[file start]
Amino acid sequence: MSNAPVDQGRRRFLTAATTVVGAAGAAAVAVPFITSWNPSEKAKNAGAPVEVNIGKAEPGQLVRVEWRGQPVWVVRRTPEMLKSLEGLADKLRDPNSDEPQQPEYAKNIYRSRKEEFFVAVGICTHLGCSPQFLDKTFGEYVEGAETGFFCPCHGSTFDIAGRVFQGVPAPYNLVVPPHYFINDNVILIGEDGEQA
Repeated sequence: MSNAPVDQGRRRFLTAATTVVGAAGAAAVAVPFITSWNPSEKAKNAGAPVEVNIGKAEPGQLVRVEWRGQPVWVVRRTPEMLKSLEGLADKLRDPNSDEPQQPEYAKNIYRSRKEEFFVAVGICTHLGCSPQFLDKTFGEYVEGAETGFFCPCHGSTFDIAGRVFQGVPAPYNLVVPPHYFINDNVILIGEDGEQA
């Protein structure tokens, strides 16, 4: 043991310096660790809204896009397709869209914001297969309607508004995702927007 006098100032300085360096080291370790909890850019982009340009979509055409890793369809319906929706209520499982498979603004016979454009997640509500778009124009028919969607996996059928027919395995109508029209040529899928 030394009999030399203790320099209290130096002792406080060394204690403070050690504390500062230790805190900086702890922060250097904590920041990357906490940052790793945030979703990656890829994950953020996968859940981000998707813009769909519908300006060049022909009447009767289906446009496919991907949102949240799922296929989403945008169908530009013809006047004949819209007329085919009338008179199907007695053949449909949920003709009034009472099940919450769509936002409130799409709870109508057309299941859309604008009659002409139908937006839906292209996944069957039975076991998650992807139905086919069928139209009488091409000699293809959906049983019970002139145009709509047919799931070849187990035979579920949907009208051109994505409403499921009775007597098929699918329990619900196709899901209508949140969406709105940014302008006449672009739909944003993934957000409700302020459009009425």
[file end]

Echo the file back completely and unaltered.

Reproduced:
Amino acid sequence: MSNAPVDQGRRRFLTAATTVVGAAGAAAVAVPFITSWNPSEKAKNAGAPVEVNIGKAEPGQLVRVEWRGQPVWVVRRTPEMLKSLEGLADKLRDPNSDEPQQPEYAKNIYRSRKEEFFVAVGICTHLGCSPQFLDKTFGEYVEGAETGFFCPCHGSTFDIAGRVFQGVPAPYNLVVPPHYFINDNVILIGEDGEQA
Repeated sequence: MSNAPVDQGRRRFLTAATTVVGAAGAAAVAVPFITSWNPSEKAKNAGAPVEVNIGKAEPGQLVRVEWRGQPVWVVRRTPEMLKSLEGLADKLRDPNSDEPQQPEYAKNIYRSRKEEFFVAVGICTHLGCSPQFLDKTFGEYVEGAETGFFCPCHGSTFDIAGRVFQGVPAPYNLVVPPHYFINDNVILIGEDGEQA
């Protein structure tokens, strides 16, 4: 043991310096660790809204896009397709869209914001297969309607508004995702927007 006098100032300085360096080291370790909890850019982009340009979509055409890793369809319906929706209520499982498979603004016979454009997640509500778009124009028919969607996996059928027919395995109508029209040529899928 030394009999030399203790320099209290130096002792406080060394204690403070050690504390500062230790805190900086702890922060250097904590920041990357906490940052790793945030979703990656890829994950953020996968859940981000998707813009769909519908300006060049022909009447009767289906446009496919991907949102949240799922296929989403945008169908530009013809006047004949819209007329085919009338008179199907007695053949449909949920003709009034009472099940919450769509936002409130799409709870109508057309299941859309604008009659002409139908937006839906292209996944069957039975076991998650992807139905086919069928139209009488091409000699293809959906049983019970002139145009709509047919799931070849187990035979579920949907009208051109994505409403499921009775007597098929699918329990619900196709899901209508949140969406709105940014302008006449672009739909944003993934957000409700302020459009009425």